Bad Biopics: Authenticity and Accuracy are Historical, Not Dramaturgical, Concepts

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No shock here.  The virtually unbroken string of bad biopics apparently continues with Amelia. I will see it out of almost unqualified admiration for director Mira Nair, but nothing in the many reviews I have seen suggests that the film transcends  standard, tired biopic conventions.

Gus Van Sant’s “Milk” probably came the closest to reviving the whole genre. In fact, Van Sant may have fully succeeded (your call). But there are, I think,  some good reasons that biopic screenplays usually stink up the house:

– including every obligatory “sacred”  historic moment,  regardless of  how well they fit  into a coherent story or how true they might be

– the over-investment in making sure the actors look and sound like the people they are playing. I have always felt that  physical resemblance only works when the effort put into makeup, however precise,  is exceeded by the even greater  performance of a brilliant actor.  It makes perfect sense that the two best “look-alike” performances I have ever seen were by actors who are consensus members of the pantheon — Bruno Ganz in Der Untergang and Sean Penn in Milk. )

– the unavoidable hagiography

– the drive to be so exhaustively complete  that the story sinks from the weight of its self-conscious authority

– a director or actor so obsessed with an historical personality that he or she confuses the character in the film and the actual person being depicted.  (Kevin Spacey and Bobby Darin?) Rare but spooky.

The baffling thing here is that a great filmmaker like Mira Nair took on Amelia.

Mira Nair. The Mira Nair who made Monsoon Wedding and The Namesake. The brilliant, luminous Mira Nair.

We need to remember that authenticity and accuracy are historical, not dramaturgical, concepts.

The very best films about lives don’t take on the heavy and weighted obligation of completeness. They pick an episode in a life and, through the unfolding of events and character during that episode, reveal aspects of a complex life. Capote, Henry and June, and Downfall (Der Untergang) are three good, random examples. These films also succeed by embedding the main character in a world of comparably interesting ,  and maybe even more  interesting,  characters.

I’ll leave you with one admittedly unconventional recommendation and one worry.

Recommendation: My favorite biopic really isn’t a biopic at all.  But with its crazy sensibility, hilarity, cast of grotesque characters, and overwhelming quirkiness, Tim Burton’s Ed Wood is my favorite “life-story” of them all.

Worry: Spielberg, as you may know, is doing Lincoln. I believe Liam Neeson got the part. My fear is that Lincoln’s  complex, even anguished , life could be buried beneath “Private Ryan” schmaltz,  expensive costumes, overwrought John Williams music,  the flood of signature close-ups of Lincoln’s face, and the quest for accuracy.  None of these equal compelling drama and conflict.  In fact, all this nonsense often hides a lack of compelling narrative.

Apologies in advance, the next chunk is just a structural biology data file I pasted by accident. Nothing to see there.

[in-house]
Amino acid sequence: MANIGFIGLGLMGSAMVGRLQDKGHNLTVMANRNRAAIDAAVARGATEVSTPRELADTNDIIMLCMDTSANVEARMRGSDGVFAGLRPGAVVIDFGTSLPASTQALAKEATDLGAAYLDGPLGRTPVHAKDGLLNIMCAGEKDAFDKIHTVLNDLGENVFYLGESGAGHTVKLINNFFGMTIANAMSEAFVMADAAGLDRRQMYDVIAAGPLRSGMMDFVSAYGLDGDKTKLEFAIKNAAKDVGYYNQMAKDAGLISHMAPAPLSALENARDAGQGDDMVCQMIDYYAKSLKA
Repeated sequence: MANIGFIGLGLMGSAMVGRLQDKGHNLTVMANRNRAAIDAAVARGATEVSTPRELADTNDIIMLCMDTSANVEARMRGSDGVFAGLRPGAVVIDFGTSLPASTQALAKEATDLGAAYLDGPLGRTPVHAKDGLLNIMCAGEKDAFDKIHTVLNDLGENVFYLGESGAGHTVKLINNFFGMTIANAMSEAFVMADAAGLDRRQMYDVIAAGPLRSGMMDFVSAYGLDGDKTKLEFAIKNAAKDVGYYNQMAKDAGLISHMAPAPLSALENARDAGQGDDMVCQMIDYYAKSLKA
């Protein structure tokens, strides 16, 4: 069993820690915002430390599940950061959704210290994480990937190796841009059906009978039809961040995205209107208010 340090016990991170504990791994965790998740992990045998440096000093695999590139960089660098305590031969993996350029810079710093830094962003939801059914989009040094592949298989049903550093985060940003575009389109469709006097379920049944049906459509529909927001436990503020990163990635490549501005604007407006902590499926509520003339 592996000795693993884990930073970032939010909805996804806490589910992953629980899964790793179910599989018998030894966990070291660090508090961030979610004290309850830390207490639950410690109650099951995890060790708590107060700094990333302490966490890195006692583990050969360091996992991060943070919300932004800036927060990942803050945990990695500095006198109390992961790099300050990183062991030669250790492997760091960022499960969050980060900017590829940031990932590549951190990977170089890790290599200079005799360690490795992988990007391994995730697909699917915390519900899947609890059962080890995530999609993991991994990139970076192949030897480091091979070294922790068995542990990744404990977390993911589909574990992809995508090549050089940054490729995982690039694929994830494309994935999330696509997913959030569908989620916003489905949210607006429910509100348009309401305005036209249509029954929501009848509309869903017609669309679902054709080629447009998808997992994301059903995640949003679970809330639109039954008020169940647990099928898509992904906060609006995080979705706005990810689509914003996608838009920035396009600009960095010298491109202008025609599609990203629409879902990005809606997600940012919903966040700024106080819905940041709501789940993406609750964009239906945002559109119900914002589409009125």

We’ll see.

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Chris Cooper. Narrator? Yup, And a Great One Too!

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My default position on narration in documentary film is almost always negative, especially when it is used as an amateurish substitute for skilled cinematic storytelling. But I don’t have a hard and fast rule, and sometimes a few strategically placed, eloquent words fit seamlessly into a narrative. For the most part, though, I am a fan of wordless ”narration” that tells a story with meticulous and rhythmic editing.

Of course, all bets are off in first-person documentaries. When these films are done well, (far too seldom) the narration is precisely the point. I think of the films of Alan Berliner, Doug Blank,  Ross McElwee, and Elizabeth Barret.

In  Elizabeth Barret’s Stranger with a Camera,  narration rises to the level of sublimely beautiful poetry.  Barret — one of my favorite filmmakers — uses her own voice and creates a truly haunting meditation on life, loss, memory, and the ethics of the visual image.  I confess that I deeply admired her film for almost two years before I noticed that much of the narration had been written by Fenton Johnson, an accomplished  Kentucky novelist.   I hope you can see this great film and hear Elizabeth speaking Johnson’s remarkable prose and what I am sure were many of her own words.

Tonight I had a surprise. I was watching an episode of PBS’s American Experience about the assassination of President Abraham Lincoln. I didn’t immediately recognize the voice of the narrator, but it was so understated and mournful that I knew I was not listening to your average voiceover artist.  It was almost a new genre,  something you might call historical oral theatre.

Then I realized that it was Chris Cooper, one of the finest actors working today. You may have seen him in Adaptation or Capote. Like any brilliant actor, he knows instinctively that less is almost always more.  But please listen to his narration if you have a chance. This was stunningly beautiful work and  showed how a great actor like Chris Cooper can turn  prose into poetry.

Finally, if you want to hear another remarkable example of the use of a narrative voice in film,  listen to Tommy Lee Jones speaking Cormac McCarthy’s poetic prose in Ethan and Joel Coen’s “No Country for Old Men.”

The list of Chris Cooper’s accomplishments, already long and packed with one masterful performance after another, has to include this little recognized use of his voice.  Check out Barak Goodman’s  The Assassination of Abraham Lincoln.